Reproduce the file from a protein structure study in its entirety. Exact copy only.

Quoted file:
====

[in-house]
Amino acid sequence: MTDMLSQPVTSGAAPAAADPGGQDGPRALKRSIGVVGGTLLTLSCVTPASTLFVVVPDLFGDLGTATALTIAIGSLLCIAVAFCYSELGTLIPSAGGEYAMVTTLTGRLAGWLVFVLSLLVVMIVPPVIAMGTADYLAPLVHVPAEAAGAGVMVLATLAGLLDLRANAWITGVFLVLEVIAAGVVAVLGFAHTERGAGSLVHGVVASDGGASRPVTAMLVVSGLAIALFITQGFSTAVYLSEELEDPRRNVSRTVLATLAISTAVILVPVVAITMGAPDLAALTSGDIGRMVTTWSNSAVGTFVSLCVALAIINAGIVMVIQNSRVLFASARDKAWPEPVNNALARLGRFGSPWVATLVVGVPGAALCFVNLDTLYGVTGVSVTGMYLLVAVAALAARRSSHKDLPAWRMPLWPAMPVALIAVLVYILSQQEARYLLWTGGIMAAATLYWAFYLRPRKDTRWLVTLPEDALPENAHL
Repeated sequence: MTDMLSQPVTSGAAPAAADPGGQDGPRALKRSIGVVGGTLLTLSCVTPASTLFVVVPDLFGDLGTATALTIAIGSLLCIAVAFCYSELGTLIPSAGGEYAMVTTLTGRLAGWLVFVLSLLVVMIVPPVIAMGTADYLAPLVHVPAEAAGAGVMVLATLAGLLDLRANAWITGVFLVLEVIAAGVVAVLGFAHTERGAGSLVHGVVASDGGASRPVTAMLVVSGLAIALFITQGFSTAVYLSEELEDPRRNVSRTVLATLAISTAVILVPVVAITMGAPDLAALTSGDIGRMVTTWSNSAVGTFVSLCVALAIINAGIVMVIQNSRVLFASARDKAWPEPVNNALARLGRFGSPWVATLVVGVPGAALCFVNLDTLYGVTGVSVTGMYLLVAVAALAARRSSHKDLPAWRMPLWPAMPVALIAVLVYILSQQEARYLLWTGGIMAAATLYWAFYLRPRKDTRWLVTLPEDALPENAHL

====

[in-house]
Amino acid sequence: MTDMLSQPVTSGAAPAAADPGGQDGPRALKRSIGVVGGTLLTLSCVTPASTLFVVVPDLFGDLGTATALTIAIGSLLCIAVAFCYSELGTLIPSAGGEYAMVTTLTGRLAGWLVFVLSLLVVMIVPPVIAMGTADYLAPLVHVPAEAAGAGVMVLATLAGLLDLRANAWITGVFLVLEVIAAGVVAVLGFAHTERGAGSLVHGVVASDGGASRPVTAMLVVSGLAIALFITQGFSTAVYLSEELEDPRRNVSRTVLATLAISTAVILVPVVAITMGAPDLAALTSGDIGRMVTTWSNSAVGTFVSLCVALAIINAGIVMVIQNSRVLFASARDKAWPEPVNNALARLGRFGSPWVATLVVGVPGAALCFVNLDTLYGVTGVSVTGMYLLVAVAALAARRSSHKDLPAWRMPLWPAMPVALIAVLVYILSQQEARYLLWTGGIMAAATLYWAFYLRPRKDTRWLVTLPEDALPENAHL
Repeated sequence: MTDMLSQPVTSGAAPAAADPGGQDGPRALKRSIGVVGGTLLTLSCVTPASTLFVVVPDLFGDLGTATALTIAIGSLLCIAVAFCYSELGTLIPSAGGEYAMVTTLTGRLAGWLVFVLSLLVVMIVPPVIAMGTADYLAPLVHVPAEAAGAGVMVLATLAGLLDLRANAWITGVFLVLEVIAAGVVAVLGFAHTERGAGSLVHGVVASDGGASRPVTAMLVVSGLAIALFITQGFSTAVYLSEELEDPRRNVSRTVLATLAISTAVILVPVVAITMGAPDLAALTSGDIGRMVTTWSNSAVGTFVSLCVALAIINAGIVMVIQNSRVLFASARDKAWPEPVNNALARLGRFGSPWVATLVVGVPGAALCFVNLDTLYGVTGVSVTGMYLLVAVAALAARRSSHKDLPAWRMPLWPAMPVALIAVLVYILSQQEARYLLWTGGIMAAATLYWAFYLRPRKDTRWLVTLPEDALPENAHL